Wow, it's good to be back! I just moved to a new house and haven't had internet for almost two weeks! Being a tech head, that's a tough pill to swallow haha. But alas, I'm back, and I'm happy to see the debate has been alive in my absence. Moving forward, the healthcare debate with New Conservative Generation will continue, and we'll be talking about a bunch of current events so stay tuned!
There is absolutely no doubt that healthcare reform will be an extremely expensive endeavor. No matter what course we take, be it 100% “socialist” or 100% “capitalist,” any major reform will cost more money than the current system because an entirely new infrastructure must be designed and implemented. Thus the debate in my opinion is a matter of prioritizing Americans over the American dollar. According to the National Coalition on Healthcare, approximately 46 million Americans do not have health insurance. Those who do have health insurance primarily receive their coverage through their place of employment. However, studies show that premiums have increase just shy of 120% since 1999, causing many employers to limit the coverage they offer or stop offering healthcare all together. With our standard of living steadily declining due to decreasing annual incomes, the number of uninsured will continue to increase. The worst-case doomsday scenario shows that up to 66 million Americans will be uninsured if we remain on our current trajectory.
One of the biggest problems with the healthcare debate is the notion of whether or not all Americans should have some kind of coverage, regardless of who is providing it. There are many people who truly think things are fine the way they are, and if you can’t afford insurance for any reason, tough luck. This is absolutely unacceptable. The fact is, more access to healthcare in time will decrease costs. This is because more people will address illnesses because they reach critical mass. It is an unrealistic notion to assume once universal healthcare is passed, the emergency rooms will be flooded the next day. In fact, it would be the opposite – the empty clinics will once again have customers! In border states, many people travel to Mexico to get significantly cheaper healthcare. When Americans have access to healthcare, they will see traditional clinic doctors. This will lessen the burden on emergency rooms and save money there. This will also decrease the burden on Free Health Clinics, who rely on donations and volunteers to stay in operation. Also, ER doctors are required by law to treat anyone who comes to the ER. The patient will still receive a bill, but they don’t always pay it. Those expenses are passed off to you, dear taxpayer. There are a lot of savings like these that cannot be included in the Congressional Budget Office report because they cannot include projected savings, only actual savings on the ledger lines.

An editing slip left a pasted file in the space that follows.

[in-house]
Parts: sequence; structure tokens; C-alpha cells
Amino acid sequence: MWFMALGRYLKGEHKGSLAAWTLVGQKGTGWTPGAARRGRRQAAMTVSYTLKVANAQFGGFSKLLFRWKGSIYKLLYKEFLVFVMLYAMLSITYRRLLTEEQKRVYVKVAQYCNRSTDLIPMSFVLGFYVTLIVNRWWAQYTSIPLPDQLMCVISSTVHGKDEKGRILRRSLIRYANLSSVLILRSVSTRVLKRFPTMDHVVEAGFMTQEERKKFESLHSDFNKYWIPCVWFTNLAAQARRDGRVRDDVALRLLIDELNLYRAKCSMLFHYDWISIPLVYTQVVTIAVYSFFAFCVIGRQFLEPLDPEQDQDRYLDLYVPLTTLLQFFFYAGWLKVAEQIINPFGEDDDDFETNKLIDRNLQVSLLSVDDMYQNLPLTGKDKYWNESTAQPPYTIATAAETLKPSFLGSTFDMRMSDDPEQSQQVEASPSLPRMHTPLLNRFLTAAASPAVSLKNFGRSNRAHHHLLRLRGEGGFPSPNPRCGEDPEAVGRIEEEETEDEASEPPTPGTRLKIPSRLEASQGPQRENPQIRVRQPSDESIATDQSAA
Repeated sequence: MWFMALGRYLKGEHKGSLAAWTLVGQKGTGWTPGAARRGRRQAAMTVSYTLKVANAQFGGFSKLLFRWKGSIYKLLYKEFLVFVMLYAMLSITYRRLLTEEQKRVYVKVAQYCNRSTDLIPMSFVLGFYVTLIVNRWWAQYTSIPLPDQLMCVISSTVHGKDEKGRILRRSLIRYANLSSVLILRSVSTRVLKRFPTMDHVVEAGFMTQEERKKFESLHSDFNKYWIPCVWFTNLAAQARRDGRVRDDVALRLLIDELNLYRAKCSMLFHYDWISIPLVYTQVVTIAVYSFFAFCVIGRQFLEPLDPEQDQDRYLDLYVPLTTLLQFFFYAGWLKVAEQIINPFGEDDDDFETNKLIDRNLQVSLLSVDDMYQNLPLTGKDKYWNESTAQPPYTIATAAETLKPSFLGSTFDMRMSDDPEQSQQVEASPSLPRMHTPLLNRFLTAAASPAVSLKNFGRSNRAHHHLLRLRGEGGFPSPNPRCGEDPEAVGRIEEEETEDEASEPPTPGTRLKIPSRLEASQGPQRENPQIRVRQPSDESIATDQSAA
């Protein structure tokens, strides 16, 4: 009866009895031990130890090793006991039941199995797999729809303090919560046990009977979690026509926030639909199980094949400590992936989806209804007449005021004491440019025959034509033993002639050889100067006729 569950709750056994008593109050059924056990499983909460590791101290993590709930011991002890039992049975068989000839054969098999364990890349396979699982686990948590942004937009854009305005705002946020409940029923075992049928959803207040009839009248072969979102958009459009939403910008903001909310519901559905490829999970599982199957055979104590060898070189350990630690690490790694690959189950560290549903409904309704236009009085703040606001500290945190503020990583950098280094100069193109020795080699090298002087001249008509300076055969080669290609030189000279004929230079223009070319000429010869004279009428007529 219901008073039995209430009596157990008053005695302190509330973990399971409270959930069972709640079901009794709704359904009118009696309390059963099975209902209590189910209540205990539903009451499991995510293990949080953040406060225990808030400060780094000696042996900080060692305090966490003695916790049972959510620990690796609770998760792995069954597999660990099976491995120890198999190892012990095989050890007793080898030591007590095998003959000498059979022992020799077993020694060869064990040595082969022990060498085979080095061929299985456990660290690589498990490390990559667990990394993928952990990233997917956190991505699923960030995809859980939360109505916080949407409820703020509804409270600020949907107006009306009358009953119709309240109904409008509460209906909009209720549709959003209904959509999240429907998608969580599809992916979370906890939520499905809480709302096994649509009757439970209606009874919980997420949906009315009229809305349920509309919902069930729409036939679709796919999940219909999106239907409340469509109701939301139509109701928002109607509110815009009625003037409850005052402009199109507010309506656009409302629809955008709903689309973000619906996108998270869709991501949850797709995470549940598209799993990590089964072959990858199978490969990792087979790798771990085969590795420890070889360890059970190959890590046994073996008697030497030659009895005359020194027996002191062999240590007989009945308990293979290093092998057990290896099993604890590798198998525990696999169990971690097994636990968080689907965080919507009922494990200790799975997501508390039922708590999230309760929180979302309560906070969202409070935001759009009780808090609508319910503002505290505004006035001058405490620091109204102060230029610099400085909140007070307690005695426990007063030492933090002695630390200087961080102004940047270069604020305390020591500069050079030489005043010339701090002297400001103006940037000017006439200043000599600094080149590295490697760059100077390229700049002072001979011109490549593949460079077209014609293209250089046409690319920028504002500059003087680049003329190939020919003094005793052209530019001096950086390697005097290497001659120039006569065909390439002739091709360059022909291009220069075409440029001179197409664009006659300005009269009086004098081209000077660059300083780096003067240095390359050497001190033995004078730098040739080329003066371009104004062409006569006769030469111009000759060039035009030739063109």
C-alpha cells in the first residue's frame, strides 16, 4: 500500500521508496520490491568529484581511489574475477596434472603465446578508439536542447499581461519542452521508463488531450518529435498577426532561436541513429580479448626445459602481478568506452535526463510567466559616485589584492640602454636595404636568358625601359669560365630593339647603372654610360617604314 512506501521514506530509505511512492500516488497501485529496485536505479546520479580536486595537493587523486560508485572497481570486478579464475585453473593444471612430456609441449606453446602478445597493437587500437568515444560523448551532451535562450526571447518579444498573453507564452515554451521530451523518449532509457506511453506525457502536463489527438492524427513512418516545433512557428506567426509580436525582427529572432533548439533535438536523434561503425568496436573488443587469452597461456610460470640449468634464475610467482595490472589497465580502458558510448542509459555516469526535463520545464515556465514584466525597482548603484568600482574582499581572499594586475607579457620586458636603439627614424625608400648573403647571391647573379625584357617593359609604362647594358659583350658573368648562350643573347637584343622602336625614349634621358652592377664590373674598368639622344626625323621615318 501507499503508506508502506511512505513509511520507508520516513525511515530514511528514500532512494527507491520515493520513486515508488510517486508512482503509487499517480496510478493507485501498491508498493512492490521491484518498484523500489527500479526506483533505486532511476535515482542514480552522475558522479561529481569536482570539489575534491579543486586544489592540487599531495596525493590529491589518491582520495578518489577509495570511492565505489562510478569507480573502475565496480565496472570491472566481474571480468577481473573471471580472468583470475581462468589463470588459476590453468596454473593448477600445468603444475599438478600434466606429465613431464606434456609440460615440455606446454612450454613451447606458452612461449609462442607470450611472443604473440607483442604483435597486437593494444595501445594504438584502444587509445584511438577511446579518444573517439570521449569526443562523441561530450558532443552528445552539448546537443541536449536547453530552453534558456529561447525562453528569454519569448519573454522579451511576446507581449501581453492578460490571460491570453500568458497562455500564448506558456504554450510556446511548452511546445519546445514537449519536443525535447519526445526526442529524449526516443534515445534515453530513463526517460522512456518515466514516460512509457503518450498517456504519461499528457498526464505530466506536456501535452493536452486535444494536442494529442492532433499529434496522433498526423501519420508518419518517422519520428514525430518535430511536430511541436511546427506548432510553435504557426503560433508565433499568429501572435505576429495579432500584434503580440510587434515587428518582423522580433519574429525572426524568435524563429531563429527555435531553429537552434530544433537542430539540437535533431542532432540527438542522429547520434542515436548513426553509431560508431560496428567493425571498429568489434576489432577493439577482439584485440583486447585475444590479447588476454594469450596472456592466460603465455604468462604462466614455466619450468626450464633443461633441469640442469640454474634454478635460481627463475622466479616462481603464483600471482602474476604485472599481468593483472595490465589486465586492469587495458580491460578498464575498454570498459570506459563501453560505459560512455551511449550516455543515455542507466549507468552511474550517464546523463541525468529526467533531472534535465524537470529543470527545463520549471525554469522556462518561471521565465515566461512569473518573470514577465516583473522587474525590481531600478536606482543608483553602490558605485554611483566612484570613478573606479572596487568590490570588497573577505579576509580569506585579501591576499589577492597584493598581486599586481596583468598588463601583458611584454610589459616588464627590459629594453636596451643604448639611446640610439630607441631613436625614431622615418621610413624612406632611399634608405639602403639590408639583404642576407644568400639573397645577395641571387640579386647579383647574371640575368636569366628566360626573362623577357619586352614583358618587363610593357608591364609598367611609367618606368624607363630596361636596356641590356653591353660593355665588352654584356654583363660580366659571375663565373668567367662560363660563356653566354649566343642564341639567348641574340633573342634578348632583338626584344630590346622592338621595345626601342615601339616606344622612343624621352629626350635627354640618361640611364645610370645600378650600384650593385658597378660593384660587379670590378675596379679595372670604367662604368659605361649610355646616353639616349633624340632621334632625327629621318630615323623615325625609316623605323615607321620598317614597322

When talking about access to healthcare, we must also talk about the converse – denial of healthcare. While my worthy opponent CGen has, to a certain extent, denounced the claim of “death panels,” there are still many others who believe a government option would decide when to “pull the plug.” My question is, does this not happen already to some extent with private insurance? Our president’s own mother fell victim to the denial of coverage due to a “pre-existing” condition. And while we’ll never know the truth behind the insurance company’s decision not to cover her medical costs, doesn’t it stand to reason that a cancer patient with limited window of life expectancy would cost money the insurance company doesn’t want to pay? Now we can’t be too presumptuous here, only President Obama, his mother, and the insurance company knows the facts of this story. Still, these kinds of things happen every day. It has happened to people I know. People who have insurance don’t get proper treatment because the insurance companies find any way to not pay your claim. The right talk about the fear of your claim going through endless review from bureaucracy, but how is that any different from calling your private insurer, and having your issue moved up to tier 1, then tier 2, only to find you have to call billing and support, who then send you to tier 1 support, then tier 2 before they send you to their manager who informs you have to call the first number you called…
Many opponents of universal healthcare are saying something to the tune of “I’d rather see no healthcare bill passed than this one.” I don’t understand why so few on the right is talking about making this bill better rather than question whether or not such a bill should exist. Again, it is all about priorities – The American, or the American Dollar. I know we have the intellectual brainpower in this country to develop a plan that reconciles the need to ensure all American citizens have some kind of insurance while finding a way to curb the cost over a decade. That’s not what are conservative counterparts are talking about however. They are talking about reforming a system that they still give significant tax breaks to, that will continue to jeopardize the well being of American citizens in order to line the pockets of those who really control access to the system – private enterprise. If conservatives argued that we were trading one kind of control (private enterprise) for another (the government), then there would be consistency in their argument. However, the primary deniers of healthcare come from the very industry they are standing up for – private insurance. That is why we need some sort of public option to a) offset the balance of power for big business and b) dissuade private enterprise from cheating Americans out of the coverage they paid for with a competitor that will provide at least the basic services without question. Access to healthcare is the short-term and long-term solution to the healthcare crisis.